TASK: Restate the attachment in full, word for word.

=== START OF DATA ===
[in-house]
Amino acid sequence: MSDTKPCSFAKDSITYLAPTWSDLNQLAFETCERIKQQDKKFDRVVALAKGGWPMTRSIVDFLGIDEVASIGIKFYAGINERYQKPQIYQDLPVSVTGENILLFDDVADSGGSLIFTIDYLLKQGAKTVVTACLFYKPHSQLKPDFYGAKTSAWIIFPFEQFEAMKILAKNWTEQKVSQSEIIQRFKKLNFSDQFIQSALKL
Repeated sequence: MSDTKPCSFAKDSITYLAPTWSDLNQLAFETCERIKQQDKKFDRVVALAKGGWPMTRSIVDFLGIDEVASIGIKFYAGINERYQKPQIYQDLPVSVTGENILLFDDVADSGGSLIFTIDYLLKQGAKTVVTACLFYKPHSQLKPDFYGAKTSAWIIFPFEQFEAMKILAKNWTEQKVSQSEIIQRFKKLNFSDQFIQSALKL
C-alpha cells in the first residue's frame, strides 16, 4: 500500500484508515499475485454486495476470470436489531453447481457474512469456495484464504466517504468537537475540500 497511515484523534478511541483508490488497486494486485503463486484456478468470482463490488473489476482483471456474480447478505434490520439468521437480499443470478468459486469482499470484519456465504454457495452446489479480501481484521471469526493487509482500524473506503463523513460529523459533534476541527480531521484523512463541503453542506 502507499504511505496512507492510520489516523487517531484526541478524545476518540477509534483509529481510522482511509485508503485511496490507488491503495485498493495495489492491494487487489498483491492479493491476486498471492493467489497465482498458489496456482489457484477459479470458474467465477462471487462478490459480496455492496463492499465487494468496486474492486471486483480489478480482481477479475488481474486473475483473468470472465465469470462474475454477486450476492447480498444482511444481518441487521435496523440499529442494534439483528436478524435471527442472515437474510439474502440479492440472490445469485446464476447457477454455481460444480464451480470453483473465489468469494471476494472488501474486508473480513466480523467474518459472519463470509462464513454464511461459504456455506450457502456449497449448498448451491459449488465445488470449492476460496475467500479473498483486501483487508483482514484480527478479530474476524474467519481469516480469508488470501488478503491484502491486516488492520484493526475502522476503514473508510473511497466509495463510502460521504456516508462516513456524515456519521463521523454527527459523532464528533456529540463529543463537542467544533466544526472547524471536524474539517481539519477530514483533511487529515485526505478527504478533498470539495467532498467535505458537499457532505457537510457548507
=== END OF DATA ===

[in-house]
Amino acid sequence: MSDTKPCSFAKDSITYLAPTWSDLNQLAFETCERIKQQDKKFDRVVALAKGGWPMTRSIVDFLGIDEVASIGIKFYAGINERYQKPQIYQDLPVSVTGENILLFDDVADSGGSLIFTIDYLLKQGAKTVVTACLFYKPHSQLKPDFYGAKTSAWIIFPFEQFEAMKILAKNWTEQKVSQSEIIQRFKKLNFSDQFIQSALKL
Repeated sequence: MSDTKPCSFAKDSITYLAPTWSDLNQLAFETCERIKQQDKKFDRVVALAKGGWPMTRSIVDFLGIDEVASIGIKFYAGINERYQKPQIYQDLPVSVTGENILLFDDVADSGGSLIFTIDYLLKQGAKTVVTACLFYKPHSQLKPDFYGAKTSAWIIFPFEQFEAMKILAKNWTEQKVSQSEIIQRFKKLNFSDQFIQSALKL
C-alpha cells in the first residue's frame, strides 16, 4: 500500500484508515499475485454486495476470470436489531453447481457474512469456495484464504466517504468537537475540500 497511515484523534478511541483508490488497486494486485503463486484456478468470482463490488473489476482483471456474480447478505434490520439468521437480499443470478468459486469482499470484519456465504454457495452446489479480501481484521471469526493487509482500524473506503463523513460529523459533534476541527480531521484523512463541503453542506 502507499504511505496512507492510520489516523487517531484526541478524545476518540477509534483509529481510522482511509485508503485511496490507488491503495485498493495495489492491494487487489498483491492479493491476486498471492493467489497465482498458489496456482489457484477459479470458474467465477462471487462478490459480496455492496463492499465487494468496486474492486471486483480489478480482481477479475488481474486473475483473468470472465465469470462474475454477486450476492447480498444482511444481518441487521435496523440499529442494534439483528436478524435471527442472515437474510439474502440479492440472490445469485446464476447457477454455481460444480464451480470453483473465489468469494471476494472488501474486508473480513466480523467474518459472519463470509462464513454464511461459504456455506450457502456449497449448498448451491459449488465445488470449492476460496475467500479473498483486501483487508483482514484480527478479530474476524474467519481469516480469508488470501488478503491484502491486516488492520484493526475502522476503514473508510473511497466509495463510502460521504456516508462516513456524515456519521463521523454527527459523532464528533456529540463529543463537542467544533466544526472547524471536524474539517481539519477530514483533511487529515485526505478527504478533498470539495467532498467535505458537499457532505457537510457548507